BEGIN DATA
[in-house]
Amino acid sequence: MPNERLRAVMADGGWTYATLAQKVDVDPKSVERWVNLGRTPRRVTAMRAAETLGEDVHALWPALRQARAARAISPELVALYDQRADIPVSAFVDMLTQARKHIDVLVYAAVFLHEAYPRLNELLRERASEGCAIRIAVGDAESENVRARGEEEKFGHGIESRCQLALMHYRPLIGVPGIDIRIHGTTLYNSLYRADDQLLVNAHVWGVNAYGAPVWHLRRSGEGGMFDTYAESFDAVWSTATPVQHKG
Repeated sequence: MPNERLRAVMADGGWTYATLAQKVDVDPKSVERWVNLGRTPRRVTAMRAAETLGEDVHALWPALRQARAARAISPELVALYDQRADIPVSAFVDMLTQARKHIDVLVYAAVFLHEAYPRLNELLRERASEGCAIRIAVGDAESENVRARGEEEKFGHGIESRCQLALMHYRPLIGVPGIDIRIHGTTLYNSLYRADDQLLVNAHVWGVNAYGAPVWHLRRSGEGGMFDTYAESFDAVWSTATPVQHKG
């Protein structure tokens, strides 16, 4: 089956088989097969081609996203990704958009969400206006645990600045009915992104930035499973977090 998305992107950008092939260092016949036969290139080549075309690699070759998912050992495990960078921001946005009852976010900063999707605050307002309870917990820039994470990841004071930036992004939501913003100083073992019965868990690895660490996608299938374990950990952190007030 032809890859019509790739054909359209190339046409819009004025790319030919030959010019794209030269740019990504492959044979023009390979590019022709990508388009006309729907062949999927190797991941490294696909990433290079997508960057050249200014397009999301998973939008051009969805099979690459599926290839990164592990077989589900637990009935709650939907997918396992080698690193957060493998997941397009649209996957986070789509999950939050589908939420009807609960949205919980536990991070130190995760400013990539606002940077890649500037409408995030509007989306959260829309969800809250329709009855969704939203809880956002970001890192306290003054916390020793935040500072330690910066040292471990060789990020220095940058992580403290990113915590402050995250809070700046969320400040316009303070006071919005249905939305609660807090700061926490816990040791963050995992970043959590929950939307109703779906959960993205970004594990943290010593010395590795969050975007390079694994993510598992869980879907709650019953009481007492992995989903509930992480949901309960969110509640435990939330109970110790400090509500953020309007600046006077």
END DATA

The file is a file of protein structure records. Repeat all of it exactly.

[in-house]
Amino acid sequence: MPNERLRAVMADGGWTYATLAQKVDVDPKSVERWVNLGRTPRRVTAMRAAETLGEDVHALWPALRQARAARAISPELVALYDQRADIPVSAFVDMLTQARKHIDVLVYAAVFLHEAYPRLNELLRERASEGCAIRIAVGDAESENVRARGEEEKFGHGIESRCQLALMHYRPLIGVPGIDIRIHGTTLYNSLYRADDQLLVNAHVWGVNAYGAPVWHLRRSGEGGMFDTYAESFDAVWSTATPVQHKG
Repeated sequence: MPNERLRAVMADGGWTYATLAQKVDVDPKSVERWVNLGRTPRRVTAMRAAETLGEDVHALWPALRQARAARAISPELVALYDQRADIPVSAFVDMLTQARKHIDVLVYAAVFLHEAYPRLNELLRERASEGCAIRIAVGDAESENVRARGEEEKFGHGIESRCQLALMHYRPLIGVPGIDIRIHGTTLYNSLYRADDQLLVNAHVWGVNAYGAPVWHLRRSGEGGMFDTYAESFDAVWSTATPVQHKG
């Protein structure tokens, strides 16, 4: 089956088989097969081609996203990704958009969400206006645990600045009915992104930035499973977090 998305992107950008092939260092016949036969290139080549075309690699070759998912050992495990960078921001946005009852976010900063999707605050307002309870917990820039994470990841004071930036992004939501913003100083073992019965868990690895660490996608299938374990950990952190007030 032809890859019509790739054909359209190339046409819009004025790319030919030959010019794209030269740019990504492959044979023009390979590019022709990508388009006309729907062949999927190797991941490294696909990433290079997508960057050249200014397009999301998973939008051009969805099979690459599926290839990164592990077989589900637990009935709650939907997918396992080698690193957060493998997941397009649209996957986070789509999950939050589908939420009807609960949205919980536990991070130190995760400013990539606002940077890649500037409408995030509007989306959260829309969800809250329709009855969704939203809880956002970001890192306290003054916390020793935040500072330690910066040292471990060789990020220095940058992580403290990113915590402050995250809070700046969320400040316009303070006071919005249905939305609660807090700061926490816990040791963050995992970043959590929950939307109703779906959960993205970004594990943290010593010395590795969050975007390079694994993510598992869980879907709650019953009481007492992995989903509930992480949901309960969110509640435990939330109970110790400090509500953020309007600046006077």